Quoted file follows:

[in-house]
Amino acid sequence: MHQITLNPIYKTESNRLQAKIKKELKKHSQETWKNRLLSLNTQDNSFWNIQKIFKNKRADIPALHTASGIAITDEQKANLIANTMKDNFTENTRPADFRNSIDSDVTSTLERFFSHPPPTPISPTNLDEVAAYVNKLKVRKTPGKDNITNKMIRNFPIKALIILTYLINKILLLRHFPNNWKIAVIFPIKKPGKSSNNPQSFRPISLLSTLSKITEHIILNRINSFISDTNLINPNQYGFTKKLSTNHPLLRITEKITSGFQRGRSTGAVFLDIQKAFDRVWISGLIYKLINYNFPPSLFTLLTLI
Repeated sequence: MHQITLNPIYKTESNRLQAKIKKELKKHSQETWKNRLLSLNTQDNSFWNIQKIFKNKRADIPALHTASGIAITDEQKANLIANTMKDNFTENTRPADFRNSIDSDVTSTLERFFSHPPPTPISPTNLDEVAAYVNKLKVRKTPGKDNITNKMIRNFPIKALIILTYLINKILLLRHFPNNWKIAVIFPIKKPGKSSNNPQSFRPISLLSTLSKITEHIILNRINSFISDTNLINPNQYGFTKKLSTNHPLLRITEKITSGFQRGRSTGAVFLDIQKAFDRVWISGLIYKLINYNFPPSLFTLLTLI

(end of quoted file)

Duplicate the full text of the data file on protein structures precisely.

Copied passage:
[in-house]
Amino acid sequence: MHQITLNPIYKTESNRLQAKIKKELKKHSQETWKNRLLSLNTQDNSFWNIQKIFKNKRADIPALHTASGIAITDEQKANLIANTMKDNFTENTRPADFRNSIDSDVTSTLERFFSHPPPTPISPTNLDEVAAYVNKLKVRKTPGKDNITNKMIRNFPIKALIILTYLINKILLLRHFPNNWKIAVIFPIKKPGKSSNNPQSFRPISLLSTLSKITEHIILNRINSFISDTNLINPNQYGFTKKLSTNHPLLRITEKITSGFQRGRSTGAVFLDIQKAFDRVWISGLIYKLINYNFPPSLFTLLTLI
Repeated sequence: MHQITLNPIYKTESNRLQAKIKKELKKHSQETWKNRLLSLNTQDNSFWNIQKIFKNKRADIPALHTASGIAITDEQKANLIANTMKDNFTENTRPADFRNSIDSDVTSTLERFFSHPPPTPISPTNLDEVAAYVNKLKVRKTPGKDNITNKMIRNFPIKALIILTYLINKILLLRHFPNNWKIAVIFPIKKPGKSSNNPQSFRPISLLSTLSKITEHIILNRINSFISDTNLINPNQYGFTKKLSTNHPLLRITEKITSGFQRGRSTGAVFLDIQKAFDRVWISGLIYKLINYNFPPSLFTLLTLI